The multinomial distribution gives the probability of any particular combination of numbers of successes for the various categories.

This probability is given by:

P=n!n1!n2!n3!nk!×(p1n1×p2n2×p3n3pknk)\begin{align*}P & = \frac{n!}{n_1!n_2!n_3!\ldots n_k!} \times \left (p_1{^{n_1}} \times p_2{^{n_2}} \times p_3{^{n_3}} \ldots p_k{^{n_k}} \right )\end{align*}

where:

n\begin{align*}n\end{align*} is the number of trials.

p\begin{align*}p\end{align*} is the probability for each possible outcome.

k\begin{align*}k\end{align*} is the number of possible outcomes.

Geometric Distribution

Characteristics of a Geometric Probability Distribution

• The experiment consists of a sequence of independent trials
• Each trial results in one of two outcomes: success or failure
• The probability of success p is the same for each trial
• The geometric random variable X\begin{align*}X\end{align*} is defined as the number of trials until the first success is observed

The geometric distribution is found by calculating the geometric probabilities for k = 0, 1, 2, ..., ∞ .  It can be represented in a histogram with k along the x-axis and P(k) along the y-axis.  Note: As k increases, P(k) approaches 0, so as this happens you can stop your calculations of P(k) for the purpose of creating the distribution.

Mean for the binomial distribution: μ = 1/p

Standard deviation for the binomial distribution: σ=\begin{align*}\sigma=\end{align*} √((1-p)/p2)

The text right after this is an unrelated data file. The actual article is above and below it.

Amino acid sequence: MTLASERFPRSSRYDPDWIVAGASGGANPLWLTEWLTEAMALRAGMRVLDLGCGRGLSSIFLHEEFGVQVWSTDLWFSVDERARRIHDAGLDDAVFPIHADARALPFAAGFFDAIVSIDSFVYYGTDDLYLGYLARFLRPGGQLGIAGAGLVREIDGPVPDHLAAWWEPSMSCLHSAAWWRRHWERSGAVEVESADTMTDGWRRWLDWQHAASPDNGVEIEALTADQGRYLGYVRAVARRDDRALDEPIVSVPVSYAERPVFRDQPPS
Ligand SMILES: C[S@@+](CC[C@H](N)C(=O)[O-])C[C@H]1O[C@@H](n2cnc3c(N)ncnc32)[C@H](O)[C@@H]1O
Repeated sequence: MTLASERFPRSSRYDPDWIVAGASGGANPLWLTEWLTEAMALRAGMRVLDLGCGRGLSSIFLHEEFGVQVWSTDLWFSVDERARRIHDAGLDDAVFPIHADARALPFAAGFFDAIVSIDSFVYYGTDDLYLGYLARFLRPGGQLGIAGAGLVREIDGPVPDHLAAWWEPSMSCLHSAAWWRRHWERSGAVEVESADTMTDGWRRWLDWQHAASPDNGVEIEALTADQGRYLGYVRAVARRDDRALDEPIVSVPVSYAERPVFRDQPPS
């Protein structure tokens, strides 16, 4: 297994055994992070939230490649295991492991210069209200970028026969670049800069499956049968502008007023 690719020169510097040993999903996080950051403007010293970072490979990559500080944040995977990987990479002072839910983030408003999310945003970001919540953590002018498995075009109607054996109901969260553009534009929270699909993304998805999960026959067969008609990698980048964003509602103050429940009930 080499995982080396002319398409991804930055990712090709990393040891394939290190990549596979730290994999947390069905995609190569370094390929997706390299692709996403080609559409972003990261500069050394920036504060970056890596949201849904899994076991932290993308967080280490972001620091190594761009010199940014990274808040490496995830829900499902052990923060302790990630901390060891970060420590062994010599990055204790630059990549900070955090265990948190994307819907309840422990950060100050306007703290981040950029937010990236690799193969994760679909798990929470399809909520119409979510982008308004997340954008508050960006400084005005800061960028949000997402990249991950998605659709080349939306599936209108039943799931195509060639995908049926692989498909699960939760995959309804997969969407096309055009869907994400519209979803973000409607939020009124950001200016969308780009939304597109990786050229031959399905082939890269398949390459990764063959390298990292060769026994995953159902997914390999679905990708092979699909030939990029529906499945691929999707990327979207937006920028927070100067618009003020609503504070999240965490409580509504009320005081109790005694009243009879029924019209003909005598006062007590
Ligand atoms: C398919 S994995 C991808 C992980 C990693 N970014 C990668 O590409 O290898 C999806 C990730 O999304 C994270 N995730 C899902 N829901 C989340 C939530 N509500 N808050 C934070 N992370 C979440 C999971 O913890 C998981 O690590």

Poisson Distribution

In a binomial distribution, if the number of trials, n\begin{align*}n\end{align*} , gets larger and larger as the probability of success, p\begin{align*}p\end{align*} , gets smaller and smaller, we obtain a Poisson distribution.

Characteristics of a Poisson distribution:

• The experiment consists of counting the number of events that will occur during a specific interval of time or in a specific distance, area, or volume.
• The probability that an event occurs in a given time, distance, area, or volume is the same.
• Each event is independent of all other events.

Poisson Random Variable:

The probability distributionmean, and variance of a Poisson random variable are given as follows:

p(x)μσ2=λxeλx!x=0,1,2,3,=λ=λ\begin{align*}p(x) &= \frac{\lambda^x e^{-\lambda}}{x!} \quad x=0, 1, 2, 3, \ldots\\ \mu &= \lambda\\ \sigma^2 &= \lambda\end{align*}

where:

λ=\begin{align*}\lambda=\end{align*} the mean number of events in the time, distance, volume or area

e=\begin{align*}e=\end{align*} the base of the natural logarithm

Student's T Distribution

When you use s\begin{align*}s\end{align*} to estimate σ\begin{align*}\sigma\end{align*} , you must use t\begin{align*}t\end{align*} instead of z\begin{align*}z\end{align*} to complete the significance test for a mean.

In calculating the t\begin{align*}t-\end{align*} test statistic, we use the formula:

t=x¯μ0sn\begin{align*}t=\frac{\bar{x}-\mu_0}{\frac{s}{\sqrt{n}}}\end{align*}

where:

t\begin{align*}t\end{align*} is the test statistic and has n1\begin{align*}n-1\end{align*} degrees of freedom.

x¯\begin{align*}\bar{x}\end{align*} is the sample mean

μ0\begin{align*}\mu_0\end{align*} is the population mean under the null hypothesis.

s\begin{align*}s\end{align*} is the sample standard deviation

n\begin{align*}n\end{align*} is the sample size

sn\begin{align*}\frac{s}{\sqrt{n}}\end{align*} is the estimated standard error

df = n - 1